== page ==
When you’re rushing out the door in the morning, it can be easy to forget to grab something to eat. But, breakfast is the most important meal of the day for a reason. In fact, experts say that breakfast is the best time to fill up on the most nutrients you’ll likely enjoy all day. “While counterintuitive, people who eat a good breakfast of protein, carbohydrates, and fiber gain less weight or lose more,” says Robert Herbst, personal trainer, weight loss and wellness coach, and powerlifter. “Having breakfast gives people needed nutrients and evens out the blood sugar so [that] people are less likely to binge on calorie dense junk later in the day.”
Americans aren’t drinking enough water—women especially, according to a U.S. National Health Nutrition Examination Survey. Not only is water obviously vital to surviving, but being properly hydrated helps prevent unnecessary snacking. “Often people think [that] they are hungry, but they are really thirsty,” says Carolyn Dean, M.D., N.D., medical advisory board member and member of the Nutritional Magnesium Association. She recommends drinking at least half of your body weight in ounces of water a day.
Swap your snack for something healthier.
This might sound simple—it is—but small diet changes such as replacing a bag of chips with a piece of fruit or an ounce of cheese—adds up. “If you’re having 200 calories of a processed, salty, or sugary food, the fruit will be a healthy and tasty substitute,” says Cooper. “The average piece of fruit runs around 100 calories, so you’ll cut calories and gain nutrients with just that small change.” Additionally, she notes that the high water and fiber content of fruit will also help satisfy your hunger.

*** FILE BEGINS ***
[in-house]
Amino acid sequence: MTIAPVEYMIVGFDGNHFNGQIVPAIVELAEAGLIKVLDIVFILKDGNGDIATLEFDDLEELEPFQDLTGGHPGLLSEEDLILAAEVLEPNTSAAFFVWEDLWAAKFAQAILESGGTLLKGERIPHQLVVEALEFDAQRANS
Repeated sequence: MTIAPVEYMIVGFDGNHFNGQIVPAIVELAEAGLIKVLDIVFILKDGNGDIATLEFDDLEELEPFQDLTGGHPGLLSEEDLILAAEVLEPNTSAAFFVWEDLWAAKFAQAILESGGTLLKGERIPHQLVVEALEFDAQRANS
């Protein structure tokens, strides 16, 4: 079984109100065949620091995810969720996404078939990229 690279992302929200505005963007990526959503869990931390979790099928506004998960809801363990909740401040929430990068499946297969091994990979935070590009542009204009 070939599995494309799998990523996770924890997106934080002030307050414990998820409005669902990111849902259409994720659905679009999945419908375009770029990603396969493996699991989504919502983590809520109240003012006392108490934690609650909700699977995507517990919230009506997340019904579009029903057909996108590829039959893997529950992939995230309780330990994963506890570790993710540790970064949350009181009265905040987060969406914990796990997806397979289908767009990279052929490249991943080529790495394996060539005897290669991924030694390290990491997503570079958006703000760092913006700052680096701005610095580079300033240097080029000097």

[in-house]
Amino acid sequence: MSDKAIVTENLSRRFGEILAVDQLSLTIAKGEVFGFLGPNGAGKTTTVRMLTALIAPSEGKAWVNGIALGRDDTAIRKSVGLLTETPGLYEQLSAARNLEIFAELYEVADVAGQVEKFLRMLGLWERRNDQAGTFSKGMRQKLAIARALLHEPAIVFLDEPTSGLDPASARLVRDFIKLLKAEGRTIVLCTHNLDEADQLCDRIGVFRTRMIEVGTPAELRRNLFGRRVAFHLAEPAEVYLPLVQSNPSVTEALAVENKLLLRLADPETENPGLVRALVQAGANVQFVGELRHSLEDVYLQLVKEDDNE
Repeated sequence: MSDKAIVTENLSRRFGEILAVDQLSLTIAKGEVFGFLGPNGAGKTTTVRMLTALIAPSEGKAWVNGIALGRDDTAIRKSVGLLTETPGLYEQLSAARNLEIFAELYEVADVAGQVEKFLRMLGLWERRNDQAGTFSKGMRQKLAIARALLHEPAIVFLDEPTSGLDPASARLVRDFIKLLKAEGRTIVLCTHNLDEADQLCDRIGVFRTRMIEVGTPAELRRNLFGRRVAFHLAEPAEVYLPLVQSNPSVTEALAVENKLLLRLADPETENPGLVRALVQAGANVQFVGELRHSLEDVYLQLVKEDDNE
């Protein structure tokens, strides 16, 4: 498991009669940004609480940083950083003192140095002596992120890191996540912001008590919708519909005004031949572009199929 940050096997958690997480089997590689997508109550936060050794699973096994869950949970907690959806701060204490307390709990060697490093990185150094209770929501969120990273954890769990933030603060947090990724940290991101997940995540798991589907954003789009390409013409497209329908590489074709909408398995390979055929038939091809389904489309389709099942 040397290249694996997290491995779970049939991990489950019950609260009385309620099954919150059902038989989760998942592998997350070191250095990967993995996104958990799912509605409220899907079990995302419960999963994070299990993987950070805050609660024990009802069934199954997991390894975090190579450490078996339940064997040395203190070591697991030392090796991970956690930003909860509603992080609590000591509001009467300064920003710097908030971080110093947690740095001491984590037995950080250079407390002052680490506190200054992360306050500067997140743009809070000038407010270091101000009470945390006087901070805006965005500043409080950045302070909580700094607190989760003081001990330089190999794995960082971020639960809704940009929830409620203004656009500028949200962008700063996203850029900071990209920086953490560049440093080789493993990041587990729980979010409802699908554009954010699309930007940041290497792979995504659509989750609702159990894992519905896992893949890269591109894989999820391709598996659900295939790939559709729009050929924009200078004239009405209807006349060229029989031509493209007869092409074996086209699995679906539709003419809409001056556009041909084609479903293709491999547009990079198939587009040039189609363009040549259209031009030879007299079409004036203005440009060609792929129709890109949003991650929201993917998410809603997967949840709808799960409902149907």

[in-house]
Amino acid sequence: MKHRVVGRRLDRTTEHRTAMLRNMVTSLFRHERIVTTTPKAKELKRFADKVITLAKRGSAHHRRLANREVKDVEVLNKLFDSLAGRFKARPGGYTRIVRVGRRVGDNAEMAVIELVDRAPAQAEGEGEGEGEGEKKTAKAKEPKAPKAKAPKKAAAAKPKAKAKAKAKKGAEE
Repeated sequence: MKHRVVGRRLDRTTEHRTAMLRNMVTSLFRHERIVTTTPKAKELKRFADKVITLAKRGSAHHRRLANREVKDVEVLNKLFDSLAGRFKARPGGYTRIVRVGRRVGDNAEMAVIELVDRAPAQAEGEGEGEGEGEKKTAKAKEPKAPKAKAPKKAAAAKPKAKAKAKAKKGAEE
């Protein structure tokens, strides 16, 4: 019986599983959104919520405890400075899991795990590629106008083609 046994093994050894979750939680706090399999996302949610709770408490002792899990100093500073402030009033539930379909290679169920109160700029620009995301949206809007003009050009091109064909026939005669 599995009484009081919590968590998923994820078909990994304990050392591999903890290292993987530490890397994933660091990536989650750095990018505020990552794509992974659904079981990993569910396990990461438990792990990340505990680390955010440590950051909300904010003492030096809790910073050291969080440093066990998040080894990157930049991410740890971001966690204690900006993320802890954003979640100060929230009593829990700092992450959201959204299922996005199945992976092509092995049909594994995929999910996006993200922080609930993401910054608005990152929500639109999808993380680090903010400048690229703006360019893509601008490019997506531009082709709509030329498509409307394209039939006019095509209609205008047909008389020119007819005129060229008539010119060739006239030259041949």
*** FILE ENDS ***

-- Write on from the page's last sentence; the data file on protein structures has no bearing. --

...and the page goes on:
Replace emotional snacking with a fun activity.
If you tend to turn to food when you’re feeling sad, lonely, or stressed, you may be emotionally eating. This tendency can very quickly lead to weight gain since your body doesn’t need the energy in calories. It’s your mind and emotion centers craving a boost. Cooper recommends working to identify your “true hunger” and also trying alternatives to eating when you might not be actually craving food. Going outside for a walk, taking a warm, relaxing bath, or reading a book are all excellent solutions to help ease your stress and sadness, without turning to food.
Don’t drink your calories.
You might love your venti white chocolate mocha beverage, but that thing has over 500 calories (aka the equivalent of more than ten Oreo cookies!). “These calories add up, and if you would not eat ten Oreos once or twice a day, you should scale back on the [sugary] drinks,” says Herbst. Instead, he recommends having a satisfying lower calorie cup of tea and saving the coffee fraps for once or twice a week.
You don’t have to undergo any massive dietary changes to lose weight. In fact, it’s often much easier than we think to shed unnecessary and unhealthy calories throughout the day with just a few small diet changes.